(səvēr'), 1745–1815, American frontiersman and political leader. He was born near the site of New Market, Va., the town he founded in his young manhood. In 1773 he moved with his family to W North Carolina, where he became a leader of the Watauga Association. In the American Revolution, Sevier, a supporter of independence and a veteran of many campaigns against Native Americans, was prominent as one of the frontier leaders in the American victory at Kings Mountain (1780) in the Carolina campaign. After the war, when North Carolina ceded (1784) its western lands to the United States, Sevier served (1785–88) as governor of a separate, short-lived state organized by the settlers (see Franklin, State of). For this he was arrested (1788) by the North Carolina government on a charge of treason, but he escaped. Following his election (1789) to the North Carolina senate, he was pardoned by the governor. He voted for the U.S. Constitution in the state ratifying convention of 1789, and he was elected (1789) to represent the western districts in Congress. In 1791 he was made a brigadier general in the "Territory South of the River Ohio" and in 1794 was appointed to its 10-man legislative council. The new state of Tennessee was organized (1796) out of this territory, and Sevier, elected the first governor, served from 1796 to 1801 and again from 1803 to 1809. The rising young Andrew Jackson unsuccessfully tried to curb Sevier's political power, and the two men became bitter personal enemies. Sevier ended his distinguished career by returning to Congress (1811–15).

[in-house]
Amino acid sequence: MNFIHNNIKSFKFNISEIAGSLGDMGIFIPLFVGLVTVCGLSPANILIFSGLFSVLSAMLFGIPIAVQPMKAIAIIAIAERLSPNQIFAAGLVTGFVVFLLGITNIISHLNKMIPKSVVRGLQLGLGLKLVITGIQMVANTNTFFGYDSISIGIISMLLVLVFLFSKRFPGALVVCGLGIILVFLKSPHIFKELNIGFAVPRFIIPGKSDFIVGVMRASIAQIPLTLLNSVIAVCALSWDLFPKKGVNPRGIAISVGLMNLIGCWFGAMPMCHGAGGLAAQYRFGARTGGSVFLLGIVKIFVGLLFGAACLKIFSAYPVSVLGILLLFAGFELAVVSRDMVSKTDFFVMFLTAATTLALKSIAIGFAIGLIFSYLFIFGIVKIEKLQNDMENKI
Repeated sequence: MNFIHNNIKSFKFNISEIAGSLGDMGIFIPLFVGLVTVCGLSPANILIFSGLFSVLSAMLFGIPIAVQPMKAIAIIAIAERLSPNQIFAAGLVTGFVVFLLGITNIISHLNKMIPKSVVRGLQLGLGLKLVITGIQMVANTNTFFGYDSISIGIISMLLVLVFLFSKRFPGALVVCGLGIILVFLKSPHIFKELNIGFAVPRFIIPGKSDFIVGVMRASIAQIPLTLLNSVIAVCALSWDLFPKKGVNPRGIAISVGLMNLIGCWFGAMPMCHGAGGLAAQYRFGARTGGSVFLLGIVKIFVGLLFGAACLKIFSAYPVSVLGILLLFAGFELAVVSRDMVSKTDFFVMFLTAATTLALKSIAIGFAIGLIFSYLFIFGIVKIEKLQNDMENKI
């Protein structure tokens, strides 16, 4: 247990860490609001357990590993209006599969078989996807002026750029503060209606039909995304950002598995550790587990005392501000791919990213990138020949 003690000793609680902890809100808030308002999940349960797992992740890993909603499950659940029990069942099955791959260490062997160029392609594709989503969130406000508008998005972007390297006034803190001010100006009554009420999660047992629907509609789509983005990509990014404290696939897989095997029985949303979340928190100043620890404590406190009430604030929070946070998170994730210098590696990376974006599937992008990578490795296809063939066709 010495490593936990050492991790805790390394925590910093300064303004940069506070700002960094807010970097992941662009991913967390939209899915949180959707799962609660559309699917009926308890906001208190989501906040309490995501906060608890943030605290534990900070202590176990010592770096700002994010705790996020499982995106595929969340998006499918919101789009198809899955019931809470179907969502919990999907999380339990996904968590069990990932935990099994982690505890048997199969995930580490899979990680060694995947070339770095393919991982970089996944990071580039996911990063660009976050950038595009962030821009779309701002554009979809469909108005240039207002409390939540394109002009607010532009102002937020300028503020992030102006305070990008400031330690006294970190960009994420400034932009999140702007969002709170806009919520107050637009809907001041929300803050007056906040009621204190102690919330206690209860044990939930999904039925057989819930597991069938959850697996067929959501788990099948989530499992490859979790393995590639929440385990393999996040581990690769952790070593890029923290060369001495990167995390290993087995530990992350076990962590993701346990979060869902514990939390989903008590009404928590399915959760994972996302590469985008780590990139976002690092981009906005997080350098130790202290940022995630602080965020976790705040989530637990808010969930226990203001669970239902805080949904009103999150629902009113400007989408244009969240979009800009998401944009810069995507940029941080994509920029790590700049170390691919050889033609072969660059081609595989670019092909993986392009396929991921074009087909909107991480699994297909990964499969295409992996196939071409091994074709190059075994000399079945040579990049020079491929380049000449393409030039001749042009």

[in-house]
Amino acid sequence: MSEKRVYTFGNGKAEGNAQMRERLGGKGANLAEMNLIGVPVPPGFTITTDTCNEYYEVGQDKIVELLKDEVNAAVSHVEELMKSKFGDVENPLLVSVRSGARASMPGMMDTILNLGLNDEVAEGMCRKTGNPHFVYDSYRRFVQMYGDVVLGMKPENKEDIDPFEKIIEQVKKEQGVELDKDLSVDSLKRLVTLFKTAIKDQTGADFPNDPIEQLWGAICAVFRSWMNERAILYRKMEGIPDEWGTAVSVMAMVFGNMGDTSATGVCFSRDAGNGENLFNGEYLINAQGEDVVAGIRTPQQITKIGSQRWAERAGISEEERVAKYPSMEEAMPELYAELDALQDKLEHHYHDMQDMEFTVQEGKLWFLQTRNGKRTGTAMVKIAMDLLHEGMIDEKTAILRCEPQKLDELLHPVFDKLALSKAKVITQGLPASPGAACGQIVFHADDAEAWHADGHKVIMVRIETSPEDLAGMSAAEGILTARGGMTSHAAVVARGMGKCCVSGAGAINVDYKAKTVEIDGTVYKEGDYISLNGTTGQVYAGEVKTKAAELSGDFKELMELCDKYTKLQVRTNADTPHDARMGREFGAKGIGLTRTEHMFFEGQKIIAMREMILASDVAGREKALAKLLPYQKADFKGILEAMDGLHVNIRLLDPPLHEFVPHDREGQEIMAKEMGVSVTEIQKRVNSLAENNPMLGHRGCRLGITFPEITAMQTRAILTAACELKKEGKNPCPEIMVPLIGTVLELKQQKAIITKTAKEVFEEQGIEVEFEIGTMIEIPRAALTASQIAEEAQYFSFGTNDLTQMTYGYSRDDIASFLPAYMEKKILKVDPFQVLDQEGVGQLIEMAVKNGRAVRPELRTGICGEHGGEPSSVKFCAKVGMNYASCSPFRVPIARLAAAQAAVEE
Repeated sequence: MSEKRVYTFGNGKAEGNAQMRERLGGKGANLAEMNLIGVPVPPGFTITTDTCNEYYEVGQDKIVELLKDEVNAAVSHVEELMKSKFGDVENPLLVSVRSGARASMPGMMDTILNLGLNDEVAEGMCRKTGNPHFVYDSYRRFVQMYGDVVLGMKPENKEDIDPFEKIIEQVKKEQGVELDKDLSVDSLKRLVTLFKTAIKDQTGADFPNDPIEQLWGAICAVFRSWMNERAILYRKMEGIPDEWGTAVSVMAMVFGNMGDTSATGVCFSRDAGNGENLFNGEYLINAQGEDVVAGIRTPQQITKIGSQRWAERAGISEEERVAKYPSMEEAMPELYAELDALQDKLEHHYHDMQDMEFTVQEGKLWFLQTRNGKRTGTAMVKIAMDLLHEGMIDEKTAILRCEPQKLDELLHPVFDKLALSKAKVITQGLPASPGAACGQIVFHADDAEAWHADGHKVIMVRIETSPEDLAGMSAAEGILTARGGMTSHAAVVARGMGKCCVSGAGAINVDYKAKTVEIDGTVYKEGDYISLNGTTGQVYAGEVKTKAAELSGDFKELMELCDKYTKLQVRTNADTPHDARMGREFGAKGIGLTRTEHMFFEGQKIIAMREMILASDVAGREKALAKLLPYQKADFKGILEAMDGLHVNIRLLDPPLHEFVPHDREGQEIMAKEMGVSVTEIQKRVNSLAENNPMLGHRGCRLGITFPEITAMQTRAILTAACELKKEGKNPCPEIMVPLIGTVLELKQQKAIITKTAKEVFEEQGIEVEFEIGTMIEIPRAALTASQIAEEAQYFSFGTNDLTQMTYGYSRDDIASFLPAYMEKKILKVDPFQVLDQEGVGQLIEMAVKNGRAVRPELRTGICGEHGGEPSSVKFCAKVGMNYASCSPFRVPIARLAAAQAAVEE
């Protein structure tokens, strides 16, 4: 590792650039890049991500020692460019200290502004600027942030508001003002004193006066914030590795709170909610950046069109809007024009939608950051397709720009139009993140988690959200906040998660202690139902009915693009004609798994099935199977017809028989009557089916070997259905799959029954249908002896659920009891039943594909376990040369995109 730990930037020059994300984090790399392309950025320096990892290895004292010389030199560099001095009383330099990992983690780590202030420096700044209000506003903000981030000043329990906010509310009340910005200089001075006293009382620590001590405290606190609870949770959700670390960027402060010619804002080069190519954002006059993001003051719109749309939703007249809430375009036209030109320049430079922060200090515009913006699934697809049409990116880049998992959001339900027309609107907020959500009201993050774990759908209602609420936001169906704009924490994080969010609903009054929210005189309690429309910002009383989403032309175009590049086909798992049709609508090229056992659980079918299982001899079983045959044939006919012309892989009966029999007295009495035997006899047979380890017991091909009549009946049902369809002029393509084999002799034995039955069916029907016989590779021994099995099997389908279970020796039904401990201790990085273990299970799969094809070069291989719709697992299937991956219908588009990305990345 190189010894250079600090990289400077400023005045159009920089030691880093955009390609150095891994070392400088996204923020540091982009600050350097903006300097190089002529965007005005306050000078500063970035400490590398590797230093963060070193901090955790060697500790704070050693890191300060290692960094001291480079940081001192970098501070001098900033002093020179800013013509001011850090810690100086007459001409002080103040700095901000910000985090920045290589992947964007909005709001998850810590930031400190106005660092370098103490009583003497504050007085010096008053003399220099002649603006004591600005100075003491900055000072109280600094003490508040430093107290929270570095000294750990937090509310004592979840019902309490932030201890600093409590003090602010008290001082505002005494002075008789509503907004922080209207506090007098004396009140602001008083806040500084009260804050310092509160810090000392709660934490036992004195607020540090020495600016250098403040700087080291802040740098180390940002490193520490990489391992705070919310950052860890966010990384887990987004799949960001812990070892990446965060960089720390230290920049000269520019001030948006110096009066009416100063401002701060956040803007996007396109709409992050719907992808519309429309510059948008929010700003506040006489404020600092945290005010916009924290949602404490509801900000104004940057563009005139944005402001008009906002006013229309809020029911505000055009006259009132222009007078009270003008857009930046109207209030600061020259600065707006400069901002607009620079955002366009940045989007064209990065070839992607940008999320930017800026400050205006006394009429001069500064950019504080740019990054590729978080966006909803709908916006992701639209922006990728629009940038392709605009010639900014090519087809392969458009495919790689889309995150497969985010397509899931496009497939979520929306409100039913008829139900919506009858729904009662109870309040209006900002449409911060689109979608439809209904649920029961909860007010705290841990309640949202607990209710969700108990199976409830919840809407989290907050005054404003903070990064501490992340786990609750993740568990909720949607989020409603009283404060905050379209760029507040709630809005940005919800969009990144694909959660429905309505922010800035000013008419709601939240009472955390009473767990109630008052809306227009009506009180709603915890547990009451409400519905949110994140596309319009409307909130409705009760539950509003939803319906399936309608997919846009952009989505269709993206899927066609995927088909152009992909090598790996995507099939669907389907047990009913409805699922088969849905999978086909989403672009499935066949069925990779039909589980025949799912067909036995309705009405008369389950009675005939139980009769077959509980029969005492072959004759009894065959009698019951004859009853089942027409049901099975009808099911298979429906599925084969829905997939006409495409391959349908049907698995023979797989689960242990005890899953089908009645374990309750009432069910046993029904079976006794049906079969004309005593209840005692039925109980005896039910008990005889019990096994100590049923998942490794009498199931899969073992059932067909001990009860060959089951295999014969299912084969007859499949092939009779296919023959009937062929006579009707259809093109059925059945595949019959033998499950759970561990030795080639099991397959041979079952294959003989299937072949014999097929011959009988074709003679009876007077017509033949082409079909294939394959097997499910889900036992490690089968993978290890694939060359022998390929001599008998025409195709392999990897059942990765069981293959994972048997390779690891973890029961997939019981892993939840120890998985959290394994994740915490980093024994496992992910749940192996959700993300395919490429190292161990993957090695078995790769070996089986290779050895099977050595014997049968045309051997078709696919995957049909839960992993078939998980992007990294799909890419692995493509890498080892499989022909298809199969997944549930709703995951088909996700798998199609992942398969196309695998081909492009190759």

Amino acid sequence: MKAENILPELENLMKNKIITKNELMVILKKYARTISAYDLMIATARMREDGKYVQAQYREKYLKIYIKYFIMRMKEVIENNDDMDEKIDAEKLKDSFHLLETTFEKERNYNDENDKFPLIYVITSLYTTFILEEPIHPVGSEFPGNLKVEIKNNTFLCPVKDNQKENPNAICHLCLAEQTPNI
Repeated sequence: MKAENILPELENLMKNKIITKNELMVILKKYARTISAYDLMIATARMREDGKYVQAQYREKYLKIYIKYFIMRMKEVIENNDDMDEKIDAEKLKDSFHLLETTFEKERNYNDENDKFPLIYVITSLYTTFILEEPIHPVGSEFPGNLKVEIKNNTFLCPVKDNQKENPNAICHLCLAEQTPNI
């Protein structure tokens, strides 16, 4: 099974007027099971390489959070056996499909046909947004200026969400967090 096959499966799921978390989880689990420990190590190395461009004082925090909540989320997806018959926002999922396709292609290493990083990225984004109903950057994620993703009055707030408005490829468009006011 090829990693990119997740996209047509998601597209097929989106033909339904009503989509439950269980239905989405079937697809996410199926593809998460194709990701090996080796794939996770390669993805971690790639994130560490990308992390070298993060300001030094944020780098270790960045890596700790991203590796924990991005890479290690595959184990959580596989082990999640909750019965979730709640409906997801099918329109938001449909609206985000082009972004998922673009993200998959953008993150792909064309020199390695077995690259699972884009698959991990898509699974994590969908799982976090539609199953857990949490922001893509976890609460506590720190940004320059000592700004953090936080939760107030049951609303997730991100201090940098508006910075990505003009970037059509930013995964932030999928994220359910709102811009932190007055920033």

- See his Letters in C. B. Sevier and N. C. Madden, Sevier Family History (1961);.
- biographies by J. R. Gilmore (1887) and C. S. Driver (1932).
1749–1800, American political leader, b. near Windsor, N.C. He served in the American Revolution and later became a legislator in North Carolina, a m
1733–1816, political leader in the American Revolution, b. Dundee, Scotland. He emigrated as a child to North Carolina, where his uncle, Gabriel John
(loundz), 1721–1800, president of South Carolina (1778–79), b. St. Kitts. In 1730 his family moved to Charleston, S.C., where Lowndes later became a